With the wide adoption of robust front-end frameworks and CSS-in-JS, traditional methods of targeting xpath or CSS selectors for scraping data from web pages are becoming ineffective. However, this new paradigm of front-end development leaves a key opportunity to improve the web scraping experience.
I was recently having a conversation about Pull Request reviews with a colleague of mine and I mentioned that when I’m ready to look at code for a PR, I review one commit at a time in order. After a confused pause, she asked how I could get the full context by only looking at one commit at a time. I supposed to her that perhaps the full context is not what facilitates a better review. Instead, we should follow the journey the developer who opened the PR has set out for us through their commits.
After a while of using docker locally for development, you may notice that you have a lot of images and containers laying around on your disk that you no longer use. This post shows you an effective way to clean up 50 of GB or more of disk space. The first, best thing to do is clean up dangling images. These are docker images that are not referenced by a container.
The Golang web app framework, Buffalo, has a very good templating system called Plush. It adds some nice features to the standard library templating specific to web applications such as partials and local context. It’s pretty intuitive if you’re coming from Rails. While the default setup makes rendering a template as a response to a request super easy, using rendered template content elsewhere isn’t so obvious. Once you see it though, it’s pretty straightforward to render a template to a string within your action handler functions.
For many recent projects, I’ve been using the excellent Buffalo web development eco-system. It’s a great collection of tools and packages for building web applications without needing to reinvent the wheel for each app. In this post, I’ll be highlighting a technique I use based on the service object design pattern of abstracting business logic from your applicaton implementation to increase readability and reusability. But, why? Here’s a scenario I find myself in with increasing frequency.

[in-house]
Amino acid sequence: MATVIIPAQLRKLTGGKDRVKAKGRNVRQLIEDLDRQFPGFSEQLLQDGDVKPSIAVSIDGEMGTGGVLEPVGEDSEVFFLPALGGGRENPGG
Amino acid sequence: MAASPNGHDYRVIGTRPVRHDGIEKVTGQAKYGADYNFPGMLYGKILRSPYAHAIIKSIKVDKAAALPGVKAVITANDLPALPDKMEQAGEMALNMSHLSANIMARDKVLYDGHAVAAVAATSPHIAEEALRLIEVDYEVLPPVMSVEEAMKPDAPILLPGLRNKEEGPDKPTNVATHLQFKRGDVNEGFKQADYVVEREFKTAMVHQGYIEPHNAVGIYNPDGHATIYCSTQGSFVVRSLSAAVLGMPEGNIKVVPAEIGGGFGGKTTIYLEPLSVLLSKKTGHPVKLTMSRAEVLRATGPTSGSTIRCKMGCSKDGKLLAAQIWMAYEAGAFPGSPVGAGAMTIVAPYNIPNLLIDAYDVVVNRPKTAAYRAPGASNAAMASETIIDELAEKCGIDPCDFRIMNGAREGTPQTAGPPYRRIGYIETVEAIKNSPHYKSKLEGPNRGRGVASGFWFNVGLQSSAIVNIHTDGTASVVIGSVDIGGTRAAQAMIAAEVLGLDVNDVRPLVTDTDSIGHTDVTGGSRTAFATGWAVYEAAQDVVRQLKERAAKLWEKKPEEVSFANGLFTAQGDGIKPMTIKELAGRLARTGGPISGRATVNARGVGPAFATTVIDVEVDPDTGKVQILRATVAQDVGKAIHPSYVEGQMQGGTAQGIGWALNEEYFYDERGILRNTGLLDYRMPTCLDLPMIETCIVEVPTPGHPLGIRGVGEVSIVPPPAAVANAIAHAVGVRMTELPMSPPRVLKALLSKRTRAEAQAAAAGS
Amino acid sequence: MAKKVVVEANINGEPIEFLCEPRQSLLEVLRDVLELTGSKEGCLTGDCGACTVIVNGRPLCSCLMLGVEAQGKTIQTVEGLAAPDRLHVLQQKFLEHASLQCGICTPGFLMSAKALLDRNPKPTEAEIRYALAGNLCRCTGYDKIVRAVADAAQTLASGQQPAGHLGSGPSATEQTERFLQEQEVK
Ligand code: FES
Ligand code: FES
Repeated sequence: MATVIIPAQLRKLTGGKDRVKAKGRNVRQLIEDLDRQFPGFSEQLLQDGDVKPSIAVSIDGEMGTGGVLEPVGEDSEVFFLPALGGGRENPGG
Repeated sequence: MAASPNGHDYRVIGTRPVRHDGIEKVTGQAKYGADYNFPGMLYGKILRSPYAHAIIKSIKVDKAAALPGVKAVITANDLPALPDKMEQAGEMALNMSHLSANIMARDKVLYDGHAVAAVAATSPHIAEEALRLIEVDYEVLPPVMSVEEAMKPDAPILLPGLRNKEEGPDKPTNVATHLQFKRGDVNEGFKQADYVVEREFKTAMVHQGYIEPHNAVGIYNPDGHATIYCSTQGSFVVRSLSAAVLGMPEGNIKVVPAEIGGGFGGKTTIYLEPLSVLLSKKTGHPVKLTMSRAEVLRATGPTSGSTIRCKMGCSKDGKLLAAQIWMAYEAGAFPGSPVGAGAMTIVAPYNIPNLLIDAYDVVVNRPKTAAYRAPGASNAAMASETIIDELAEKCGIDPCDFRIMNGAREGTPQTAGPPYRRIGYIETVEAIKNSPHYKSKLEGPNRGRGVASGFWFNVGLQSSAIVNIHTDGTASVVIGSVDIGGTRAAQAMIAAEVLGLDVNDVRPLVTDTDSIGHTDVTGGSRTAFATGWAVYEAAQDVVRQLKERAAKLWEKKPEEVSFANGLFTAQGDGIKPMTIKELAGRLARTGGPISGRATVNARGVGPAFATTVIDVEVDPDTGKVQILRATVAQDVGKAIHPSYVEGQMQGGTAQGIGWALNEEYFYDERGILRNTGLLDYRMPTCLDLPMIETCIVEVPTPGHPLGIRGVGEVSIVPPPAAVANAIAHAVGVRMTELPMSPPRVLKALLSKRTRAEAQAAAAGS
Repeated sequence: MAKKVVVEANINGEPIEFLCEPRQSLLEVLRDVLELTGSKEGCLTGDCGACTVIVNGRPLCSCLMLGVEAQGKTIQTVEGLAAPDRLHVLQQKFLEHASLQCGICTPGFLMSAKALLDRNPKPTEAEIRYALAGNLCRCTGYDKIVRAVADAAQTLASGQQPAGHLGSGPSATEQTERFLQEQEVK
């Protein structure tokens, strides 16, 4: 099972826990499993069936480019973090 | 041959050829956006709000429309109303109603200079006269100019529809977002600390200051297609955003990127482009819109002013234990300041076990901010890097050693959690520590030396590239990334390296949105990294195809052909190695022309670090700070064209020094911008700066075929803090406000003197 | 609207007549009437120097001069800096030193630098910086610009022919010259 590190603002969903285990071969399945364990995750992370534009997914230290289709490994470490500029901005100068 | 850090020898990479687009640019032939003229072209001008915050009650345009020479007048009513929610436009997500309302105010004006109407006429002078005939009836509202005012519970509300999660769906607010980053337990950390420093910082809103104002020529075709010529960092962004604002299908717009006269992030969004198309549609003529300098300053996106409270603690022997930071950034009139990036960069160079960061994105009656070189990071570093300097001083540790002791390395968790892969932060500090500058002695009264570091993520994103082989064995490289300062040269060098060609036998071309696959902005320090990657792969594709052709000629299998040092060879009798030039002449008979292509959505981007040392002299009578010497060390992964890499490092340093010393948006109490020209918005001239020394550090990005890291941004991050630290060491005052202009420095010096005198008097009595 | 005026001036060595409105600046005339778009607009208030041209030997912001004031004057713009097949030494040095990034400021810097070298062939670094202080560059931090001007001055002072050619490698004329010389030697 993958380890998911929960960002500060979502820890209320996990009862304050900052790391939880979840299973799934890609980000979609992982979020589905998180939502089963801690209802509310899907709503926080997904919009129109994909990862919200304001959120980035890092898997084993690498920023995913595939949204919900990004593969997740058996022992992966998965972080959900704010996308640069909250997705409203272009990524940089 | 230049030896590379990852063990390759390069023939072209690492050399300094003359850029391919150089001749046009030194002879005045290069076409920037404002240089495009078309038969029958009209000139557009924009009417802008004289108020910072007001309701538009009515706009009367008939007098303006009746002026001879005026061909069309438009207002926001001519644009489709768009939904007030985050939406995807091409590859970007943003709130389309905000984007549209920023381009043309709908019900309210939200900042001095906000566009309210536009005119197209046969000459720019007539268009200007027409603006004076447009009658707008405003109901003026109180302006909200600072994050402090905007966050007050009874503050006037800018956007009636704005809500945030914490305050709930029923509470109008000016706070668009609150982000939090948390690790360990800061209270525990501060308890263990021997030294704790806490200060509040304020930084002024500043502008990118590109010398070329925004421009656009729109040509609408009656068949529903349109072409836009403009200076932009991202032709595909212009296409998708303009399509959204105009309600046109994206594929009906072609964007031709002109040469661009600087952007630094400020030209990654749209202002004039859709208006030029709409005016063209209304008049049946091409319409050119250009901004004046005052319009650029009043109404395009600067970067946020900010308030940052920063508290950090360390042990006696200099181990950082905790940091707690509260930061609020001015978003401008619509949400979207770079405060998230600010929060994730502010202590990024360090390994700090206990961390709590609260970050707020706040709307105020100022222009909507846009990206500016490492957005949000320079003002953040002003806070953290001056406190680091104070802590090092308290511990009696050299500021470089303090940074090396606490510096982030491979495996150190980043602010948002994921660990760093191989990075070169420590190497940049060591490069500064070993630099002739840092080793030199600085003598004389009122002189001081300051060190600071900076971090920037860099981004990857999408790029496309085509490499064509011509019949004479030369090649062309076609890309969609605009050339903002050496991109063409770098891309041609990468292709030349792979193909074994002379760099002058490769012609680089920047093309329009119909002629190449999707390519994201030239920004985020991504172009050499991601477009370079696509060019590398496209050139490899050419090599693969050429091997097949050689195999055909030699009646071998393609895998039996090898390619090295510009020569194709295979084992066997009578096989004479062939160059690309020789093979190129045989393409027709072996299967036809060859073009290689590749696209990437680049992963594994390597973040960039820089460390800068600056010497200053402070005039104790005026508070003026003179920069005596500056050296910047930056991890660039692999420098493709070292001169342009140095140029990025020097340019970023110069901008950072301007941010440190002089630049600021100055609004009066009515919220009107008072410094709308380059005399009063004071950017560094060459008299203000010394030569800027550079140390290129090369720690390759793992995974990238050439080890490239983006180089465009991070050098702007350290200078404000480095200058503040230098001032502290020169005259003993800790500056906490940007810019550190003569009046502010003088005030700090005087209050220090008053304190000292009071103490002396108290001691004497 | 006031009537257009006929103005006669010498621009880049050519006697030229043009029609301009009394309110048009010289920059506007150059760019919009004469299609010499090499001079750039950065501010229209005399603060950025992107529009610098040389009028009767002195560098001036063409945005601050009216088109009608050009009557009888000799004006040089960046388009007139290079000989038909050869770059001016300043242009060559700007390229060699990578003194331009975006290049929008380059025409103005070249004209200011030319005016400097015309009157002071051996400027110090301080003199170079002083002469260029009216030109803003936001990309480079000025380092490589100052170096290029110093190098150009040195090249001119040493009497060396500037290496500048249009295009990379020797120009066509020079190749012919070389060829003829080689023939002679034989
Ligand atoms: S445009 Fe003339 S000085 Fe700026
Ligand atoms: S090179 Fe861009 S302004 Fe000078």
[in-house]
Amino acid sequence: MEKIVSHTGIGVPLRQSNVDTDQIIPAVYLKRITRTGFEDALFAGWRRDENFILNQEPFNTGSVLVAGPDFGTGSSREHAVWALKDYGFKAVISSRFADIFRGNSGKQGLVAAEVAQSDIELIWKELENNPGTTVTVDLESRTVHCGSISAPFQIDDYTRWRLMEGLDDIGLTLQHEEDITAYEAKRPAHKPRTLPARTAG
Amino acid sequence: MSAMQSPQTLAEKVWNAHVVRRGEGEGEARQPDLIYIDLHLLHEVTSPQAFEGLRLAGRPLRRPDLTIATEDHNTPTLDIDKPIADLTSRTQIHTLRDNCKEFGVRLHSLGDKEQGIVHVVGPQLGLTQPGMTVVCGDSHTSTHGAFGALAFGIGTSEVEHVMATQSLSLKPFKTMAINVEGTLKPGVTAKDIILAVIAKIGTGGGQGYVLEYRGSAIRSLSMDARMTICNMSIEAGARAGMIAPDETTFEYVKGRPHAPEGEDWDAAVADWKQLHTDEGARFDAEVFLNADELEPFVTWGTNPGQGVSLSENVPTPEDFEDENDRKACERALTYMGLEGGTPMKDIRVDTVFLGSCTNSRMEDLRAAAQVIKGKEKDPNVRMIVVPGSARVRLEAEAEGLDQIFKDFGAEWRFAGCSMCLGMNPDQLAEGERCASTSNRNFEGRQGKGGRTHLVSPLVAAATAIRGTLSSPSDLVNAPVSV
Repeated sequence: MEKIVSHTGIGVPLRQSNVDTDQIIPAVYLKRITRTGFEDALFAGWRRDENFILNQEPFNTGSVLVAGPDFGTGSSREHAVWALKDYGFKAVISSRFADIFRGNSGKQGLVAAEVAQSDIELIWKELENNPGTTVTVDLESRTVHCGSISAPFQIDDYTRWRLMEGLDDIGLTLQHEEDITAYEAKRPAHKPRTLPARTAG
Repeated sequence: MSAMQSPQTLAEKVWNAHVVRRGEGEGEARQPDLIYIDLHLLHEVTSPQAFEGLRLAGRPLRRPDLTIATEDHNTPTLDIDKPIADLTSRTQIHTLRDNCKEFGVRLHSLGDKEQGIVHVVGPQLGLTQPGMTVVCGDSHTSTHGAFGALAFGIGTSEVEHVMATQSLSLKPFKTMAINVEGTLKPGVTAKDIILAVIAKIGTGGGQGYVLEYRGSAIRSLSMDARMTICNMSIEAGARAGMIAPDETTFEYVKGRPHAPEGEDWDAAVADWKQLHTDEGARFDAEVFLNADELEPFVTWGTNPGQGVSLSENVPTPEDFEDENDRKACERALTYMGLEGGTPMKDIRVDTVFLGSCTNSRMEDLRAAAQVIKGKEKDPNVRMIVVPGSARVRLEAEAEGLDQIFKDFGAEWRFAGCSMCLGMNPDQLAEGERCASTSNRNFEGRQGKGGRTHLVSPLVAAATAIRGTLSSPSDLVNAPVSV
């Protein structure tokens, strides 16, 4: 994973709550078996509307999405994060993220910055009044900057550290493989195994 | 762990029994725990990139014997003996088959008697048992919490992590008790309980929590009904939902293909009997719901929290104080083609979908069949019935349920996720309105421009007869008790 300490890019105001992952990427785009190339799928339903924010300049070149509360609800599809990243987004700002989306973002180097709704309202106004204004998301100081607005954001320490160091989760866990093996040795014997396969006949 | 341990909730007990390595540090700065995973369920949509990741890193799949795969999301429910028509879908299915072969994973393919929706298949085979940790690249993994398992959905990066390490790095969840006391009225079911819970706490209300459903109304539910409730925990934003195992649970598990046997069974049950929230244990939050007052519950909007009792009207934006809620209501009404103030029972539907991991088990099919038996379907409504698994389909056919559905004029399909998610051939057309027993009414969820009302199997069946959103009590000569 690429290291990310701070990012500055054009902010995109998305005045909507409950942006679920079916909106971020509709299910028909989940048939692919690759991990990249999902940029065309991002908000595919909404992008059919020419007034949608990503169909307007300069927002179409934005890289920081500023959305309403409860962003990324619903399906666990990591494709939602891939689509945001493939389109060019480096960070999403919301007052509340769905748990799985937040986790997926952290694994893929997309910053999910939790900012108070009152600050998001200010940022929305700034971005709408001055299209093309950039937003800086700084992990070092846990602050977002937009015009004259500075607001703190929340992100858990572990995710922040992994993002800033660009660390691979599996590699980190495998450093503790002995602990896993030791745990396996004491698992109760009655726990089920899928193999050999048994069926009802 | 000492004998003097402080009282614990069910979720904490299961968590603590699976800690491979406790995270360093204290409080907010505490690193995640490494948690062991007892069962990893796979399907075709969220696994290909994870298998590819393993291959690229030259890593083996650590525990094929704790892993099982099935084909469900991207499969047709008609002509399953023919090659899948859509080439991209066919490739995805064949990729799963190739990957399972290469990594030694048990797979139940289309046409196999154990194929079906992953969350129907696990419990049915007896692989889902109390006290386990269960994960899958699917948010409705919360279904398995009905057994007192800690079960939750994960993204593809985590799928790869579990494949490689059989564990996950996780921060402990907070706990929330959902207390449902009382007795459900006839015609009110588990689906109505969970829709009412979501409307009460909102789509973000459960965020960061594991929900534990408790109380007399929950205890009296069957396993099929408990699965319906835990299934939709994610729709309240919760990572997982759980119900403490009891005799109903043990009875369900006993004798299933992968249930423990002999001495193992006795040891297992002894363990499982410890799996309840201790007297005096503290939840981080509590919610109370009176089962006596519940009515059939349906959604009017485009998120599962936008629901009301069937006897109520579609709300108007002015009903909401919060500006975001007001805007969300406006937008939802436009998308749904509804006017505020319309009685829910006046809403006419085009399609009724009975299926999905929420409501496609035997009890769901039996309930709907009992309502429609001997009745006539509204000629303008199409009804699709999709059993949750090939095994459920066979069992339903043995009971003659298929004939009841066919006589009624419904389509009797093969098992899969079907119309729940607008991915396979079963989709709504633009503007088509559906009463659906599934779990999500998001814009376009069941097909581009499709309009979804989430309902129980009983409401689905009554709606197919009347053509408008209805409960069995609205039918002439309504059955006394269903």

Let’s examine a refactoring to move code to follow the open/closed principle. We’ll see how the resulting calling code becomes much easier to read locally, without having to open other files or classes to understand what’s going on. Open/closed principle First, let’s do a quick recap of the open/closed principle. Classes should be open to extension, but closed to modification. What does that mean? Let’s take it a half at a time.
Recently at Videofruit, we had a fun internal exercise of building an app in single workday. That app ended up being an Email Service Provider picker where you answer a series of questions and we recommend an email service provider to meet your needs. In this post, we’ll breakdown a simplified version of that app focusing in on how we built a routing mechanism that is simple but effective and uses no external dependencies.
I work on a lot of little side projects. Many of them are short-lived and small scale. I start them to learn a new technology, to learn a new concept, try an idea, or just to see if I can actually build something cool. I should also mention that my memory is terrible. I “remember” things by figuring them out again. Rote memorization is basically non-existent to me. I’ve recently come up with a new best practice for my side projects which has saved my butt several times now.
Everyone knows how to checkout a branch, git checkout master, or how to look at a specific commit, git show a1c8b6d. But few know that branches, tags, and commit SHAs are typically interchangeable in these and many other git commands. Plus there is a whole set of modifiers to reference commits near to specific commits. In this post, we’ll explore all these techniques to become expert git referencers. References Below we will explore the different ways we can express a commit in git.
Christopher R Marshall